Herbie, the Volkswagen Beetle with a mind of its own, is racing in the Monte Carlo Rally. Unbeknownst to Herbie's driver, thieves have hidden a cache of stolen diamonds in Herbie's gas tank, and are now trying to get them back.
Jim Douglas and his partner Bo ran a small driving school with a very "human" Volkswagen Beetle named Herbie, who could think for "himself" and frequently got Jim into some sticky comic ... See full summary »
When John Baxter inherits a ski resort in the Rocky Mountains, he quits his job in New York and moves the family west to run it. Only to find that the place is a wreck. But together they ... See full summary »
Fran Garrison's all in a tizzy because her prize Dachshund, Danke, is having pups, and she has hopes of one of the pups becoming a champion. But at the vet's, her husband Mark is talked ... See full summary »
A happy and unbelievably lucky young Irish immigrant, John Lawless, lands a job as the butler of an unconventional millionaire, Biddle. His daughter, Cordelia Drexel Biddle, tires of the ... See full summary »
Meet Jim Douglas, a down-on-his-luck race car driver who lives in an old run-down fire house in San Francisco with his friend Tennessee Steinmetz, a occasional drunk mechanic. One day, Jim goes to a luxury car dealer and sees a strange Volkswagen Beetle with a unusual problem: it tends to drive on its own, as if it were sentient. The little Bug follows Jim home but Jim believes that the owner of the car dealership, Peter Thorndyke, is playing a trick on him. Jim decides to try out the car, and experiences its magical nature, fahrvergnügen, if you will, for himself. Jim repairs the little car and Tennessee names the him "Herbie". Behind the wheel of Herbie, Jim becomes more successful in racing. Thorndyke wants Herbie back, but Jim refuses and Thorndyke decides to race against him. Thorndyke sabotages Herbie before a big race known as the "El Dorado" - an obvious parody of the then-new "Baja 1000" race in Mexico. Jim and Tennessee along with Thorndyke's former assistant (and ...Written by
The yellow "Thorndike Special" was an Apollo GT. Apollos were built in Oakland, California. The body shells were fabricated in Italy and shipped to the US, where aluminum Buick 215 CID V8 engines were installed. The same company later made another sports car called the Intermeccanica Italia. One of these appears in the Disney movie The Million Dollar Duck (1971). Dean Jones had the lead acting role, in the movie. See more »
When Tennessee (in between shots of Herbie's engine failing) having realized what happened with the Irish coffee, he looks at the car when he understands what has occurred; then his head is down upon the rail. After the car fails, he is again looking up, then lowers his head again into the position that it was originally. See more »
I'd like another shot at that prize money. Okay for next Sunday?
No, Jim, it ain't okay.
Now, look, Bice, I know...
No, *you* look. All my drivers are eighteen, nineteen... You're too old for these kid sports. You're liable to get hurt in there.
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At the end of the end credits, the words "The End" turn into an animated bug which drives away from the screen. See more »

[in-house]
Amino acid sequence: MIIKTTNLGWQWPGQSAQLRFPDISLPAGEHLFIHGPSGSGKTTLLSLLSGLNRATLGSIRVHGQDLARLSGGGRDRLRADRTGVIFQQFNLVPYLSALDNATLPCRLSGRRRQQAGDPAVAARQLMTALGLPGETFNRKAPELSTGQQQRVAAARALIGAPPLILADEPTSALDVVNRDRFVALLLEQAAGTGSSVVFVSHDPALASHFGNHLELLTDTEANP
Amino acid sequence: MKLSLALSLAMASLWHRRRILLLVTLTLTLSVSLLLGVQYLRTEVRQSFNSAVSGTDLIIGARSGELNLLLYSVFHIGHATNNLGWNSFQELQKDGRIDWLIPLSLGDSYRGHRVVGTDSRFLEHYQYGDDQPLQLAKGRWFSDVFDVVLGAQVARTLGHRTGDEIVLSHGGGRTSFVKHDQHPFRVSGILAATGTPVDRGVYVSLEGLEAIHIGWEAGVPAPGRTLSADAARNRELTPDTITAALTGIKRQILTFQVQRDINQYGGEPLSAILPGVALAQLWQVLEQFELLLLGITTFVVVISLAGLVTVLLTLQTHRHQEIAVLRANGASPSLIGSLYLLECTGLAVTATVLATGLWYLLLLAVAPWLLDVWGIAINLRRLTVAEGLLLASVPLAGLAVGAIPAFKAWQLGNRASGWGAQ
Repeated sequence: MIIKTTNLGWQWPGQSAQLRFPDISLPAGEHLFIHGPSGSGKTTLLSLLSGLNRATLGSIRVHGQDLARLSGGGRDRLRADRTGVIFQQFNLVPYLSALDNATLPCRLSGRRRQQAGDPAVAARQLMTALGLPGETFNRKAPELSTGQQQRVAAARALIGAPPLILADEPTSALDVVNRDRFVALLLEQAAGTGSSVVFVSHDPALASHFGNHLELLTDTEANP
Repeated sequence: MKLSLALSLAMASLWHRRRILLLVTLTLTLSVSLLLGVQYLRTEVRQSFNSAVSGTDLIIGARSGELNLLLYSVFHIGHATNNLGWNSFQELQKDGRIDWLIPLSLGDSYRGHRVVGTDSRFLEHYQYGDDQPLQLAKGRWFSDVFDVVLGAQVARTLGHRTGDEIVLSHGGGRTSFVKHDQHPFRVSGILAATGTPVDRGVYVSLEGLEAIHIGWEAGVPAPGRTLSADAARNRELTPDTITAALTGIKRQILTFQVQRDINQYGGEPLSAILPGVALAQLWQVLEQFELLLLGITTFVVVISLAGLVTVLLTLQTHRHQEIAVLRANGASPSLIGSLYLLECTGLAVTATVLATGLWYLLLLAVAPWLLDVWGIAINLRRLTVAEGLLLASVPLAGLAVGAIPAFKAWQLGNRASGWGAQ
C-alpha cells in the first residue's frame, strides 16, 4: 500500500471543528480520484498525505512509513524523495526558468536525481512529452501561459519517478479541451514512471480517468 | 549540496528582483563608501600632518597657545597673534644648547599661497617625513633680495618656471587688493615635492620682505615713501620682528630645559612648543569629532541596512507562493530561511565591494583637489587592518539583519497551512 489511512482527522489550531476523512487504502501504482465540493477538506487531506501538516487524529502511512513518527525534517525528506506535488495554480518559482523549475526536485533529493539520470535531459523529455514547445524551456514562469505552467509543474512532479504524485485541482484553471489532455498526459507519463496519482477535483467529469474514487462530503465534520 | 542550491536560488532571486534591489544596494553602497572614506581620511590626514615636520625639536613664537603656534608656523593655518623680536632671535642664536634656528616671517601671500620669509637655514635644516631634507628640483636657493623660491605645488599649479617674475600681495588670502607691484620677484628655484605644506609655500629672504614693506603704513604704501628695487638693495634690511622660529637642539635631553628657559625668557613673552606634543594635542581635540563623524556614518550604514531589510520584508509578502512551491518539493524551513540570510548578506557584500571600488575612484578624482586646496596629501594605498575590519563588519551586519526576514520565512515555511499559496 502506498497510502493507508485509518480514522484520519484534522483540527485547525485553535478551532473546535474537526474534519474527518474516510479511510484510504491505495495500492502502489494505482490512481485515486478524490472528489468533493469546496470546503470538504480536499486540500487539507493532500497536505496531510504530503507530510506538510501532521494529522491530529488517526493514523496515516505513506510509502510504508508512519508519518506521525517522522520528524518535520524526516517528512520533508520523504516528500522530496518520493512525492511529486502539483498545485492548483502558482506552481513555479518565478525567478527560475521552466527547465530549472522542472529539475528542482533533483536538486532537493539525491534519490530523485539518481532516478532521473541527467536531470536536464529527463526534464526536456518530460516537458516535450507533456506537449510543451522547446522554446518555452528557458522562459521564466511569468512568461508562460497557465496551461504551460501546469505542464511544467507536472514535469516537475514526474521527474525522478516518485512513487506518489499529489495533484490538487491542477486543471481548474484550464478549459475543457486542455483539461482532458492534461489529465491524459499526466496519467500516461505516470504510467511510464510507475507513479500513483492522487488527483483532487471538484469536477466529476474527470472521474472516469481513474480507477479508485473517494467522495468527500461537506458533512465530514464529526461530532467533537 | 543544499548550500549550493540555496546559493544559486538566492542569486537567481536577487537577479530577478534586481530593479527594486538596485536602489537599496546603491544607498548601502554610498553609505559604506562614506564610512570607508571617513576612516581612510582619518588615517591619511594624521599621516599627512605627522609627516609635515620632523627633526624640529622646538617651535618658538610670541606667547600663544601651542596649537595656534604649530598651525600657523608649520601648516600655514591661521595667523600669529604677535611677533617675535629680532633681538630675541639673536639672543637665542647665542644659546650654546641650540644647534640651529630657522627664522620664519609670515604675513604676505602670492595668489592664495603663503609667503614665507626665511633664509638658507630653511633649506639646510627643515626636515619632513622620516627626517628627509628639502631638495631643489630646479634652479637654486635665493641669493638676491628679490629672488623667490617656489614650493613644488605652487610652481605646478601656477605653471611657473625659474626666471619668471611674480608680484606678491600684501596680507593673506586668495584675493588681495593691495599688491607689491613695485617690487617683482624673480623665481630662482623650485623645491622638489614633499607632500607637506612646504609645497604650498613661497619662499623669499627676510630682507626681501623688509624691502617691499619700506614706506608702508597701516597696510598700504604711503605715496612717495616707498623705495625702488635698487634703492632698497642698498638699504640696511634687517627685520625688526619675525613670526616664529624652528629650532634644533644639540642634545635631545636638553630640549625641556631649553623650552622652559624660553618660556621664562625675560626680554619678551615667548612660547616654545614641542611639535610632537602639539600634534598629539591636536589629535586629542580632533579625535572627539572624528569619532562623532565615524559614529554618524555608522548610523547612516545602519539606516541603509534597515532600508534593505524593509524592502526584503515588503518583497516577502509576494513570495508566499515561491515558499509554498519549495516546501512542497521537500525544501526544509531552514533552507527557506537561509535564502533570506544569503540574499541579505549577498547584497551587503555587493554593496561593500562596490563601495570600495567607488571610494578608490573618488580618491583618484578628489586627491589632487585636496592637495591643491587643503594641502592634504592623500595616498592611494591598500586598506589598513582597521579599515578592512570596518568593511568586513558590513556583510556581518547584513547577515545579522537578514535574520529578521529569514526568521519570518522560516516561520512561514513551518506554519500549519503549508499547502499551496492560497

When originally released theatrically in the UK, the BBFC made cuts to secure a 'U' rating. All cuts were waived in 1986 when the film was re-rated with a 'U' certificate for home video. See more »
Dean Jones plays a race car driver who meets a pretty young woman (Michelle Lee) he sees working in the window at a fancy car dealership. He pretends to be interested in a car, but the dealer has nothing he can afford. Well, actually, that's not true. There is one little Volkswagen Beetle that was purchased by a woman who also bought a Bentley. She bought it for her maid but brought it back because the car misbehaved. Jones isn't interested in the car, but it follows him home. Cops show up at his place accusing him of stealing the car, which of course he didn't. Jones blames the sleazy car dealer for this, and for the strange behavior the car exhibits when he tries to drive it. The car has a mind of its own, and its special qualities make it good for racing. A romance develops between Jones and Lee when Lee tries to convince Jones the car is normal but soon finds out the truth. Lee can't stand Jones at first, of course.
Eventually Jones decides to keep the car and race it, but the car dealer wants in on the action, offering to buy this special car. Jones won't sell to him, but he eventually sells to a Mr. Wu (some people may be offended by stereotypical portrayals of Chinese people, and Wu starts out as a stereotype but later seems quite sophisticated). The car dealer tries his best to keep Herbie from being a success.
Jones and Lee did well in their parts but they seemed like they were acting. Buddy Hackett was quite good as an artist who creates works out of car parts and later served as Jones' crew. Hackett named the car Herbie because it reminded him of his uncle. And the actor playing the car dealer was delightfully evil. The special effects were amazing for the era in which the movie was made. It really looked like the car could do some amazing things. And of course the car seemed to have a personality, one that made us like it. The racing scenes were quite well done, and it's hard to believe there were not more wrecks. Maybe the cars were filmed at slower speeds than what we saw. While quite funny, the movie also had its tender moments and could even be sad: Herbie tried to jump off the Golden Gate Bridge, for example. I didn't really see anything to concern parents, though maybe it was a little violent for the littlest ones.
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